A friend of a windsurfer who drowned off the Ventura County coast on Memorial Day has claimed that the 36-year-old Mussel Shoal man might have been saved if county sheriff's deputies and firefighters had responded promptly and in force to calls for help.
James L. Kinninger, a friend of Michael Kelley, whose body was found on the shoreline the next day, asks in a letter to the County Board of Supervisors for an investigation into rescue efforts by county agencies and the U.S. Coast Guard.
The County Fire and Sheriff's departments "didn't respond in coordination, and had somebody gotten down there right when they were called, they probably could have saved him," Kinninger, a retired Los Angeles Fire Department captain, said Thursday in an interview.
Of the three agencies notified of the emergency, only the Coast Guard responded in force, according to Kinninger, who said he spent much of Monday and Tuesday attempting to assist in a rescue.
Kelley, a veteran windsurfer from Hawaii, sailed into rough seas at Mussel Shoal late Monday morning and disappeared a few minutes later about half a mile off shore, a neighbor who was watching Kelley told The Times.
An unidentified witness contacted the County Fire Department, which in turn placed an emergency call to the U.S. Coast Guard at 11:59 a.m., said Petty Officer Jeff Gunn.
"I'm sure that since Ventura fire got first word, they sent all their resources," said Gunn on Thursday. "Normally in a case like this, that is what they would do. But we don't monitor their movements."
In fact, the Fire Department apparently did not dispatch a rescue team, said spokesmen at department headquarters and at nearby Rincon Fire Station.
The Coast Guard dispatched a helicopter from Los Angeles and a ship from Channel Islands Harbor. The Coast Guard also called the Sheriff's Department for assistance at 12:11 p.m., about 11 minutes after receiving the first call, Gunn said.
The Sheriff's Department said it logged the request at 12:19 p.m. and sent a single one-deputy cruiser to see if it could spot the swimmer or take the statements of witnesses.
The deputy who responded spent about 1 1/2 hours at the beach, Lt. Gary Backman of the Sheriff's Department, said. He said the Coast Guard had not identified any witnesses to interview. The Coast Guard cutter and helicopter used marine frequencies and were unable to communicate with the sheriff's deputy on shore, both agencies said.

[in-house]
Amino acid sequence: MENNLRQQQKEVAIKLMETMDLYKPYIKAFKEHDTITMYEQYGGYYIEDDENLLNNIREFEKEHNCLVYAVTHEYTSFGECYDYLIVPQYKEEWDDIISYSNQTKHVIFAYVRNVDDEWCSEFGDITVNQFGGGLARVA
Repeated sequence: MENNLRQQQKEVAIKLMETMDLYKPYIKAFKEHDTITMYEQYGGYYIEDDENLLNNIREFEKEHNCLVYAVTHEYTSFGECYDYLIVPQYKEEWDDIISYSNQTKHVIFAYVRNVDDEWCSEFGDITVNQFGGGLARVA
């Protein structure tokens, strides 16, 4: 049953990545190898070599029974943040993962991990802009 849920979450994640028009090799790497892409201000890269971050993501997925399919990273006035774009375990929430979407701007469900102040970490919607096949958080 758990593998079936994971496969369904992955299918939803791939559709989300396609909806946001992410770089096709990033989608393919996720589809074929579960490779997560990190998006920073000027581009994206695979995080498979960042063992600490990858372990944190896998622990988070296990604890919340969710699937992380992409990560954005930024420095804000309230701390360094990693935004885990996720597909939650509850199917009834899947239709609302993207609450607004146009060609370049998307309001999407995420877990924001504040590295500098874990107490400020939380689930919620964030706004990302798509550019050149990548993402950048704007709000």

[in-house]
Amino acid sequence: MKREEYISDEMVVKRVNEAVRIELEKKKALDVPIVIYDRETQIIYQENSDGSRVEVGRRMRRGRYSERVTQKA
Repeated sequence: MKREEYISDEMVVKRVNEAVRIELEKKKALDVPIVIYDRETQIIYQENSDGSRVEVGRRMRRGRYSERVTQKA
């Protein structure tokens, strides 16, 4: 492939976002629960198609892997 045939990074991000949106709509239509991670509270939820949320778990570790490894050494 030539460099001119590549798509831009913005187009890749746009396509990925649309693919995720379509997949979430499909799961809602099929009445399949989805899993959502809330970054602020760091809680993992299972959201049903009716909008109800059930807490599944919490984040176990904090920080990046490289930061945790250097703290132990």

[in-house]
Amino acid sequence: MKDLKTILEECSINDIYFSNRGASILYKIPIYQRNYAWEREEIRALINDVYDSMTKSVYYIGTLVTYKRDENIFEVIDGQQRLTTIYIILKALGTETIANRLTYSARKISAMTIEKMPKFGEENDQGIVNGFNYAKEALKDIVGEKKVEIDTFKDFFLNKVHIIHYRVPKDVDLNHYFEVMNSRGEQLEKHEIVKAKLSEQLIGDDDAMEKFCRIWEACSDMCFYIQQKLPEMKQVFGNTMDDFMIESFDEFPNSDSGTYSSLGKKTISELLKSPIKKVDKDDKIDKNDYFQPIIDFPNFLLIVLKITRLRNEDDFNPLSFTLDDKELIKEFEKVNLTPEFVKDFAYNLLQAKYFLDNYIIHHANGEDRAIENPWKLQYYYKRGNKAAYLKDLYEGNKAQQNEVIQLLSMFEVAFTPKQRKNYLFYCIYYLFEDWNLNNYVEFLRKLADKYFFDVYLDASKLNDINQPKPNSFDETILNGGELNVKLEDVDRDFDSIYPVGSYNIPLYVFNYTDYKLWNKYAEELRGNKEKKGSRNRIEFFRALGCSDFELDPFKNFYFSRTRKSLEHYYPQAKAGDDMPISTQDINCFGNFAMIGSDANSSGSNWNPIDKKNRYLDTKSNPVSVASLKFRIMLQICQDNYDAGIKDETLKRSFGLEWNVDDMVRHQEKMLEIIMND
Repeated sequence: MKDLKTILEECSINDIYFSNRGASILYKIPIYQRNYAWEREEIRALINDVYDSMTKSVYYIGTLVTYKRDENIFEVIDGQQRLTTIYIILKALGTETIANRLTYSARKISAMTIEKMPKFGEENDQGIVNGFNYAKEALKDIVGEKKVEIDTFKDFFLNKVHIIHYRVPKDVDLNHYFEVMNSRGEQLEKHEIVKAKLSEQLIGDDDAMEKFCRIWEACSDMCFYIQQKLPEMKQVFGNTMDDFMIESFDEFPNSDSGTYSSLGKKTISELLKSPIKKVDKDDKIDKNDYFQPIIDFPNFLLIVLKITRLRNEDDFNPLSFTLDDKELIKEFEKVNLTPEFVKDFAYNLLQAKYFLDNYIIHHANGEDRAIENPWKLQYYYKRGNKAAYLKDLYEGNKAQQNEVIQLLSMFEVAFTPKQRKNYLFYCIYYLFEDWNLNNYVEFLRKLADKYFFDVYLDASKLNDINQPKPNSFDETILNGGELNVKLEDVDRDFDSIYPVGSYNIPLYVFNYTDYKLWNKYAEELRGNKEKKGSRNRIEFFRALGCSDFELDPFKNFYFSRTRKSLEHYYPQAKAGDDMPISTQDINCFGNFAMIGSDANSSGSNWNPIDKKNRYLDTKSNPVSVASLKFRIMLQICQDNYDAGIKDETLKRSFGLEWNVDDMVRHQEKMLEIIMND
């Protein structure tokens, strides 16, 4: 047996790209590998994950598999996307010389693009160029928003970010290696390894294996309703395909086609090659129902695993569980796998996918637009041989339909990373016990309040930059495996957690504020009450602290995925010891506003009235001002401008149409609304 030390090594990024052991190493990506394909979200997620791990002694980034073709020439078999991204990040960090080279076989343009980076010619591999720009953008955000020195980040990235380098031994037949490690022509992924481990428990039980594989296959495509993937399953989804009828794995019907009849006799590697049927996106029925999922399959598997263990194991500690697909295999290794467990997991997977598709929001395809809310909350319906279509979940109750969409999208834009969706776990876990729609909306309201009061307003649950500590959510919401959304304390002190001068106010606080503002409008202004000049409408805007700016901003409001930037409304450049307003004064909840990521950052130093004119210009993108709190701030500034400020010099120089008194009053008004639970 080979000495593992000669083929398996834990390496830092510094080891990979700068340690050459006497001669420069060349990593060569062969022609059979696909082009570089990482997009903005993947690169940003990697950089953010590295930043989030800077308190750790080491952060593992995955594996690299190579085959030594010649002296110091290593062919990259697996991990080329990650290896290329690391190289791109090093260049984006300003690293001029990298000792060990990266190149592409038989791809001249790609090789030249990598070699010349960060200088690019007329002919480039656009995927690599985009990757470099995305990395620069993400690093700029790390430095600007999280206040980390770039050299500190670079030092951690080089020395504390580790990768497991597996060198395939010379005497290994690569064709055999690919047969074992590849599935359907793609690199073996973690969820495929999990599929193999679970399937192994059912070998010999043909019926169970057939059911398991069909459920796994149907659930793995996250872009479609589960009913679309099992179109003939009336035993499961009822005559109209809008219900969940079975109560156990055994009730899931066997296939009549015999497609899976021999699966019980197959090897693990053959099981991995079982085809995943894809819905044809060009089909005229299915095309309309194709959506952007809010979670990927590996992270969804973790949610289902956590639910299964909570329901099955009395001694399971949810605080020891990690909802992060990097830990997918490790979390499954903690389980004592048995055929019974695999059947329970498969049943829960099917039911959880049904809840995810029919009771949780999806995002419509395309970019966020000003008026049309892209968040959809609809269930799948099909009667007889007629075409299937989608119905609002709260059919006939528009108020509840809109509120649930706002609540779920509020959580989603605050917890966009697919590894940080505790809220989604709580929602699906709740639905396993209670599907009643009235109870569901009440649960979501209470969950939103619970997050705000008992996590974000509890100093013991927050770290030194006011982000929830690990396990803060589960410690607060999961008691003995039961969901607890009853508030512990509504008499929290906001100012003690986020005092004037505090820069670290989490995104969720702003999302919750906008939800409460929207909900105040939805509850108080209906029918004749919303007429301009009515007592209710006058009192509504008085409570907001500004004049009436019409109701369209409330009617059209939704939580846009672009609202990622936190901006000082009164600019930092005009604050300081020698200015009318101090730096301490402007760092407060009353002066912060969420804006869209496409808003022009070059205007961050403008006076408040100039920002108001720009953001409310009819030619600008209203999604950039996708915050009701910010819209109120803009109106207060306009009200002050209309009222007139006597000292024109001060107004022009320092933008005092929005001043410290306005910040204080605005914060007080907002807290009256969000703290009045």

"We did what they asked us to do," Backman said. "They were the lead agency."
The sheriff's search-and-rescue team was not dispatched until Kelley's body washed up on rocks the next day, Backman said.
"Normally our search-and-rescue team doesn't go out unless there's a body spotted in the water or a vessel in the water," the lieutenant said. "We wouldn't have them go out and just cruise the ocean to see if they can spot something."
Searchers in a Coast Guard helicopter spotted Kelley's sail and harness at 1:17 p.m., Gunn said.
Robert Brunner, a neighbor of Kelley's, said he had been watching the man windsurf at about noon, then lost sight of him. After the Coast Guard helicopter arrived, Brunner said he roamed the beach trying to locate his neighbor.
Brunner also drove to the Rincon Fire Station for help, he said, but could get no one to join him to try to spot Kelley's body.
"I was the only guy out on the Rincon for five or six hours looking for this kid," Brunner said. "It was sad."
The next morning, Brunner said, he was out searching again when he became aware of a gathering crowd.